Sunday, April 17, 2011

Q & A: Can Basal Cortisol Value Be Used To Diagnose Addison's Disease?

My patient is a 2-year-old MN German short-haired pointer, a 1-day history of lethargy, anorexia, and vomiting once. On physical examination, he was quiet but alert and had good color and a normal heart rate.

Here are an overview of the dog's laboratory results:
  • Complete blood count revealed mild lymphocyosis and eosinophilia.
  • Serum urea nitrogen and creatinine were both normal.
  • Serum sodium was normal at 140 mEq/L.
  • Potassium was high at 6.2 mEq/L.
  • The Na:K ratio was low at 22.5.
  • A basal cortisol concentration was 1.9 μg/dl (reference range, 1-4 μg/dl).
Two questions:
  1. Can I make a diagnosis of Addison's disease based upon this dogs' clinical signs, and bloodwork (i.e., lymphocyosis and eosinophilia, hyperkalemia, and low Na:K ratio)? Is the basal cortisol concentration low enough to confirm the diagnosis or do I need to do an ACTH stimulation test? I've heard that you can exclude Addison's disease if the basal cortisol is higher than 2.0 μg/dl, so I'm hoping that the 1.9 μg/dl cortisol value is low enough to confirm the diagnosis.
  2. If a single 0.5 mg/kg dose of prednisone was given to this dog, how long would I have wait to do an ACTH stimulation test?
My Response:

You definitely need to do an ACTH stimulation test to confirm Addison's disease in this dog.

First of all, although the routine blood work is certainly suspicious, there are a number of canine conditions other than Addison's disease that can lead to lymphocyosis or eosinophilia, as well as a low sodium to potassium ratio (1).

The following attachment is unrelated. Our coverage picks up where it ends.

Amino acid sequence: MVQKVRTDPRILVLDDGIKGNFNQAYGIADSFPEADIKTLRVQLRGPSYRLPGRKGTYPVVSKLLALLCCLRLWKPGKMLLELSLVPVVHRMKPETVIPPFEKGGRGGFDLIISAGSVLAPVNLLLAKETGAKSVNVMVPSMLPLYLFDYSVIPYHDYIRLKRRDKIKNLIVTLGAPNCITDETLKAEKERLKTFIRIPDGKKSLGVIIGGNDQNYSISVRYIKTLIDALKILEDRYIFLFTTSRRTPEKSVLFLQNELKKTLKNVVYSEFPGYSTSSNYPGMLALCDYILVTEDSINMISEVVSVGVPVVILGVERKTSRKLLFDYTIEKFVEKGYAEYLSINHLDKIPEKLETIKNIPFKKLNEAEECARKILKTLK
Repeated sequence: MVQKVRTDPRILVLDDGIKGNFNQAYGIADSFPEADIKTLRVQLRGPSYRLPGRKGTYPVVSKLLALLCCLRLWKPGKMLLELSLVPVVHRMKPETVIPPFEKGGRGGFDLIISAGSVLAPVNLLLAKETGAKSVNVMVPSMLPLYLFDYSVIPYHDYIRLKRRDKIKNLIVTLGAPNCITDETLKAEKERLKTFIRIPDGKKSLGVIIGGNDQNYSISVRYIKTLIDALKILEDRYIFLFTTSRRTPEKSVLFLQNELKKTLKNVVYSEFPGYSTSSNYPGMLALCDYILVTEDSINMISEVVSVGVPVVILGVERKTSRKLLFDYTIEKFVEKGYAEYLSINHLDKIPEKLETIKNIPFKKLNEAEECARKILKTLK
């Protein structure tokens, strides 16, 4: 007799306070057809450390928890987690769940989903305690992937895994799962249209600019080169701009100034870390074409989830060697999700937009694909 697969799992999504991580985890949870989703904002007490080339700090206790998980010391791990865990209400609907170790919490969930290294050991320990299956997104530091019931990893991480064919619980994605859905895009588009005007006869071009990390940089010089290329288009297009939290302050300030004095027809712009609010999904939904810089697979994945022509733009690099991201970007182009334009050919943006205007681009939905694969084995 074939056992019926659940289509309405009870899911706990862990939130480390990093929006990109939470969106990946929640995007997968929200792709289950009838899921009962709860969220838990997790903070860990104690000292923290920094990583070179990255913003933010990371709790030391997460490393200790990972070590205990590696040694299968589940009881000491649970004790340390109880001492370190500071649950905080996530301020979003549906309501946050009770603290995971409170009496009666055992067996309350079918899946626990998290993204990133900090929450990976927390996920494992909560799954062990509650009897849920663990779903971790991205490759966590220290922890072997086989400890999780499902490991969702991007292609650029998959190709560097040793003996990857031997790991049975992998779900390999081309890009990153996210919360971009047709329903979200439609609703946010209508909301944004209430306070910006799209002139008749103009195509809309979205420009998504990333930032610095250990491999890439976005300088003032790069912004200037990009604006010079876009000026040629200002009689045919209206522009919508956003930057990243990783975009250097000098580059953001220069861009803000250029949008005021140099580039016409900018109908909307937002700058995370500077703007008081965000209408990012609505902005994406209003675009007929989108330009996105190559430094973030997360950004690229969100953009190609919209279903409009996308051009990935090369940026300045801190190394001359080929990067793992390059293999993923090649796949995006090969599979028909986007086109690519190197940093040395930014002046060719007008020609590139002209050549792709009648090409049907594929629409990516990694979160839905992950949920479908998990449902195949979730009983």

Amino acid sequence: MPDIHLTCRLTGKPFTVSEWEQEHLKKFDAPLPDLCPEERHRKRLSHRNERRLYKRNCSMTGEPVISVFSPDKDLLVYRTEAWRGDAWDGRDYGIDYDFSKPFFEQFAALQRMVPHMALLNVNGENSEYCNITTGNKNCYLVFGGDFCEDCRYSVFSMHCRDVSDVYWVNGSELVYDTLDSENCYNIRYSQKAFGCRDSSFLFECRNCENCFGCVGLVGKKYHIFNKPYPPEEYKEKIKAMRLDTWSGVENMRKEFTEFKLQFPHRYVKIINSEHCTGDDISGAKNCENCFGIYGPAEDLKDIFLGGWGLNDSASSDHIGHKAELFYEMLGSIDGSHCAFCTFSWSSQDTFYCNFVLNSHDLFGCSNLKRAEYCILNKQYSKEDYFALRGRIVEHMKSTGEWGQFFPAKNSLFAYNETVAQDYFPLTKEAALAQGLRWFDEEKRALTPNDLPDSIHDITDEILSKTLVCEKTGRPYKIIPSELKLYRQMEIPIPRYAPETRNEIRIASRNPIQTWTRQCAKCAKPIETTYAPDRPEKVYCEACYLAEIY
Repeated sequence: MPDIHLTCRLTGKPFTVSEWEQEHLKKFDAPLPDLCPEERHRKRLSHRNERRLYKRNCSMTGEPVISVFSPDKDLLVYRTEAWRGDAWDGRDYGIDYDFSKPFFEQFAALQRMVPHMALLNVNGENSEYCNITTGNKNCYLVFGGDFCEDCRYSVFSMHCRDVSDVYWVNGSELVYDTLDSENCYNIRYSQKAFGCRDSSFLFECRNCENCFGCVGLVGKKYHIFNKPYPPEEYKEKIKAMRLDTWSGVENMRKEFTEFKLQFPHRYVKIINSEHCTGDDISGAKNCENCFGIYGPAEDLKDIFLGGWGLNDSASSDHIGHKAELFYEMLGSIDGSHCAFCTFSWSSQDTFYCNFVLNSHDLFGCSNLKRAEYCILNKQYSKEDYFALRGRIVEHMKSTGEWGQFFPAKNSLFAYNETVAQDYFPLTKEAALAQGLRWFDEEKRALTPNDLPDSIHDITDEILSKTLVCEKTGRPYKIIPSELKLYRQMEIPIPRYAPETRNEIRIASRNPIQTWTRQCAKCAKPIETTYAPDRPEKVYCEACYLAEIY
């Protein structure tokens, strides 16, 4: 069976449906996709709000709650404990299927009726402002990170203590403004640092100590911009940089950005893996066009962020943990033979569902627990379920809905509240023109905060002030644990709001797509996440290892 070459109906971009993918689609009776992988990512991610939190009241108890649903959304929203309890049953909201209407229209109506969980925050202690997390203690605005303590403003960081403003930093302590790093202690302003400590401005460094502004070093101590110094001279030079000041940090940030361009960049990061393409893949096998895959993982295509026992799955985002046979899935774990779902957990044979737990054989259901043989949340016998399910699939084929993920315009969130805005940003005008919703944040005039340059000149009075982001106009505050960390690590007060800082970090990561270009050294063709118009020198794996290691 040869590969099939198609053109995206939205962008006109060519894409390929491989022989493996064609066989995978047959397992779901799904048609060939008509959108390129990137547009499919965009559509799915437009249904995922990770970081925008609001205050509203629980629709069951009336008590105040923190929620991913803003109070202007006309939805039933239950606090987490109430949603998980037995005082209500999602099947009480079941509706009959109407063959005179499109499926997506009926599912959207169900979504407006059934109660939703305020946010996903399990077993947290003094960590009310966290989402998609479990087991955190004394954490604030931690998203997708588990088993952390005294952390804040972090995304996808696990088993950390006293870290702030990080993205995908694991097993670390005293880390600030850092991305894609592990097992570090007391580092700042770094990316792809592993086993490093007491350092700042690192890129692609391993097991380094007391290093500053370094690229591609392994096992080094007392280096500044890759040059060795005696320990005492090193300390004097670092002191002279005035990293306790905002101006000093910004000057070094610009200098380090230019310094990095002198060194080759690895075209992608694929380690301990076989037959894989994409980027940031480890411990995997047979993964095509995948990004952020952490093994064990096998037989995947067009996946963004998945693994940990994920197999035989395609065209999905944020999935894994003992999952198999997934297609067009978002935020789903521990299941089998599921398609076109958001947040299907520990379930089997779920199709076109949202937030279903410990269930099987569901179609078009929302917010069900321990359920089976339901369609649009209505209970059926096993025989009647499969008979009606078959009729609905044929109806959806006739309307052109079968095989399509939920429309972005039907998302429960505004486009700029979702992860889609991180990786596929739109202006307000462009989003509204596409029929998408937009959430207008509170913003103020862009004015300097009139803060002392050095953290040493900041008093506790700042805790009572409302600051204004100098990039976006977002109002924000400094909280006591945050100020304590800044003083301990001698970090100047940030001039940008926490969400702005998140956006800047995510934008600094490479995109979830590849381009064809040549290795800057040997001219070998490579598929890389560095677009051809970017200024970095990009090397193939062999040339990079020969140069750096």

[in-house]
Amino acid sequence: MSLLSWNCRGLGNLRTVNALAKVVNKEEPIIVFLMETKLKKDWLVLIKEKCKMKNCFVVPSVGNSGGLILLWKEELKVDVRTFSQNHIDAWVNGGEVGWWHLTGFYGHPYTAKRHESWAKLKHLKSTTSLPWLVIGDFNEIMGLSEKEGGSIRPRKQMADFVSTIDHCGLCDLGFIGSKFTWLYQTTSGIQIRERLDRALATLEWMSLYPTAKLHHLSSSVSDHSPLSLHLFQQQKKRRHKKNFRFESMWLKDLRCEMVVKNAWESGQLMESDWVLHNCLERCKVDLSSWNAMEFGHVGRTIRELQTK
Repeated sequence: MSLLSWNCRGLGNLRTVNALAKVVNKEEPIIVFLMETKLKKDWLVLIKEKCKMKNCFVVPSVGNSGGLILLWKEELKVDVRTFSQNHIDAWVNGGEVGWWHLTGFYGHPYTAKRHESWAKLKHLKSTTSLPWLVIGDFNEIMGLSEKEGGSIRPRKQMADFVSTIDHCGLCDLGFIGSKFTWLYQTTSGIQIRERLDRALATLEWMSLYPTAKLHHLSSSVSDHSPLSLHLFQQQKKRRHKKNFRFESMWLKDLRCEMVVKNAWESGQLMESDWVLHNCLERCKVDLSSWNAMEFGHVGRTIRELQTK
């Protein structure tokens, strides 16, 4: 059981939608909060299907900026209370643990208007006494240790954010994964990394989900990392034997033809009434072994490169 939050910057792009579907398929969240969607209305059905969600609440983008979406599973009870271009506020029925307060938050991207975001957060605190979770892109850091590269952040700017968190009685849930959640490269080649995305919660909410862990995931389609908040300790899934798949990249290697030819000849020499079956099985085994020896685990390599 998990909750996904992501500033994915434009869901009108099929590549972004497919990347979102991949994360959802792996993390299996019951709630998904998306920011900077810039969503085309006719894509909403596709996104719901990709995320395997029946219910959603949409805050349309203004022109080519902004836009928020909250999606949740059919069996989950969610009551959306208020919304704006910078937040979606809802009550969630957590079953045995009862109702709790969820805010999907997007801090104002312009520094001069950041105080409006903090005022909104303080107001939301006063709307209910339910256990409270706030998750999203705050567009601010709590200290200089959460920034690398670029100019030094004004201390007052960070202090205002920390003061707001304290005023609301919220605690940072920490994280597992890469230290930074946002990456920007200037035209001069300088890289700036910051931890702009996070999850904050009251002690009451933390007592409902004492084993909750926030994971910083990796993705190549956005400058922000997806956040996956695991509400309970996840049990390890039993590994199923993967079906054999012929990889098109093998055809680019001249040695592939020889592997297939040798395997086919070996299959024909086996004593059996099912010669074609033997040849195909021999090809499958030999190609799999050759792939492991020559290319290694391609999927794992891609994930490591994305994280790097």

A 2007 study reported that almost all dogs with Addison's will have serum or plasma cortisol values less than 2 μg/dl and proposed that the use of a basal cortisol determination can be used as a screening test to rule out hypoadrenocorticism (2). Basically, Addison's disease can be excluded in any dog that has a baseline cortisol >2 μg/dl.  However, if the baseline cortisol concentrations <2.0 μg/dl, little to no information regarding adrenal gland function can be obtained and an ACTH stimulation test MUST be done to make a definitive diagnosis.

The bottom line: dogs with Addison's will generally have very low to undetectable serum cortisol concentrations (<1.0 μg/dl). A few dogs with maintain low-normal serum cortisol concentrations, between 1.0-2.0 μg/dl (2,3).  Although sick dogs without Addison's disease rarely have low cortisol concentrations, low-normal cortisol values (between 1.0-2.0 μg/dl) are common in sick dogs without adrenal gland disease.

In answer to your second question, waiting 48 hours after administration of a single dose of prednisone will be long enough to do the stimulation test.

If the dog is symptomatic and you are worried about adrenal crisis, it would be fine to give a small dose of dexamethasone (1-2 mg) or give a routine monthly dose of Percorten (2.2 mg/dl). Neither will cross-react in the cortisol assay to falsely elevate the measured values.

However, all of forms of glucocorticoid therapy and well as fludrocortisone acetate (Florinef) will cross-react in the cortisol assay and should not be given before the ACTH stimulation test is completed.

  1. Nielsen L, Bell R, Zoia A, et al. Low ratios of sodium to potassium in the serum of 238 dogs. Vet Rec 2008;162:431-435.
  2. Lennon EM, Boyle TE, Hutchins RG, et al. Use of basal serum or plasma cortisol concentrations to rule out a diagnosis of hypoadrenocorticism in dogs: 123 cases (2000-2005). J Am Vet Med Assoc 2007;231:413-416.
  3. Peterson ME, Kintzer PP, Kass PH. Pretreatment clinical and laboratory findings in dogs with hypoadrenocorticism: 225 cases (1979-1993). J Am Vet Med Assoc. 1996; 208:85-91

1 comment:

Anonymous said...

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